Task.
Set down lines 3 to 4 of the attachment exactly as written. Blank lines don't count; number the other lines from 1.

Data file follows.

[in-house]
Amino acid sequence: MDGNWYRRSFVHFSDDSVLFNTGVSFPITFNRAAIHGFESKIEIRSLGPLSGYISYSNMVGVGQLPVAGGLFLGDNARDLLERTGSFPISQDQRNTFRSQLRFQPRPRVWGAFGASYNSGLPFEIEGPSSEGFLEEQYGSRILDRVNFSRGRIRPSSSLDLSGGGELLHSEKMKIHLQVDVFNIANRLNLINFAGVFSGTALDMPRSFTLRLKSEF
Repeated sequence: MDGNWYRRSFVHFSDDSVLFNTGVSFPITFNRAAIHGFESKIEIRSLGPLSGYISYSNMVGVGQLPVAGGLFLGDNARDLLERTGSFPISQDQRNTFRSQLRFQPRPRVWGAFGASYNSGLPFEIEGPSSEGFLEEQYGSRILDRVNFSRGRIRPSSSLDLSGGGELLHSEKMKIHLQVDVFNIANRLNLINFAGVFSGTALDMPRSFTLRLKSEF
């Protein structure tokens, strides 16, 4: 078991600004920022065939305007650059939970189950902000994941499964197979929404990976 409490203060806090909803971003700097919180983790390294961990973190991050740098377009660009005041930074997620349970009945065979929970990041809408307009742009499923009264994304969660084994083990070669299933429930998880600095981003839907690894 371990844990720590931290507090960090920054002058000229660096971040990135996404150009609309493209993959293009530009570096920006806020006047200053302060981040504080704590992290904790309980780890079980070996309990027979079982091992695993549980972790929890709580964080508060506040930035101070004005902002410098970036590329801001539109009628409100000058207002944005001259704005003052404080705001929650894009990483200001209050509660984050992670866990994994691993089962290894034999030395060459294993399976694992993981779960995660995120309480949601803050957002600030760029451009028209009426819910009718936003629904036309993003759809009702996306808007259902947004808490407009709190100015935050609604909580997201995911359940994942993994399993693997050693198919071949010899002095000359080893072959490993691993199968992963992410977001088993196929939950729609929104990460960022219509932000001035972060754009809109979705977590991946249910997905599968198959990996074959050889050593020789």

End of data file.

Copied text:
Repeated sequence: MDGNWYRRSFVHFSDDSVLFNTGVSFPITFNRAAIHGFESKIEIRSLGPLSGYISYSNMVGVGQLPVAGGLFLGDNARDLLERTGSFPISQDQRNTFRSQLRFQPRPRVWGAFGASYNSGLPFEIEGPSSEGFLEEQYGSRILDRVNFSRGRIRPSSSLDLSGGGELLHSEKMKIHLQVDVFNIANRLNLINFAGVFSGTALDMPRSFTLRLKSEF
């Protein structure tokens, strides 16, 4: 078991600004920022065939305007650059939970189950902000994941499964197979929404990976 409490203060806090909803971003700097919180983790390294961990973190991050740098377009660009005041930074997620349970009945065979929970990041809408307009742009499923009264994304969660084994083990070669299933429930998880600095981003839907690894 371990844990720590931290507090960090920054002058000229660096971040990135996404150009609309493209993959293009530009570096920006806020006047200053302060981040504080704590992290904790309980780890079980070996309990027979079982091992695993549980972790929890709580964080508060506040930035101070004005902002410098970036590329801001539109009628409100000058207002944005001259704005003052404080705001929650894009990483200001209050509660984050992670866990994994691993089962290894034999030395060459294993399976694992993981779960995660995120309480949601803050957002600030760029451009028209009426819910009718936003629904036309993003759809009702996306808007259902947004808490407009709190100015935050609604909580997201995911359940994942993994399993693997050693198919071949010899002095000359080893072959490993691993199968992963992410977001088993196929939950729609929104990460960022219509932000001035972060754009809109979705977590991946249910997905599968198959990996074959050889050593020789």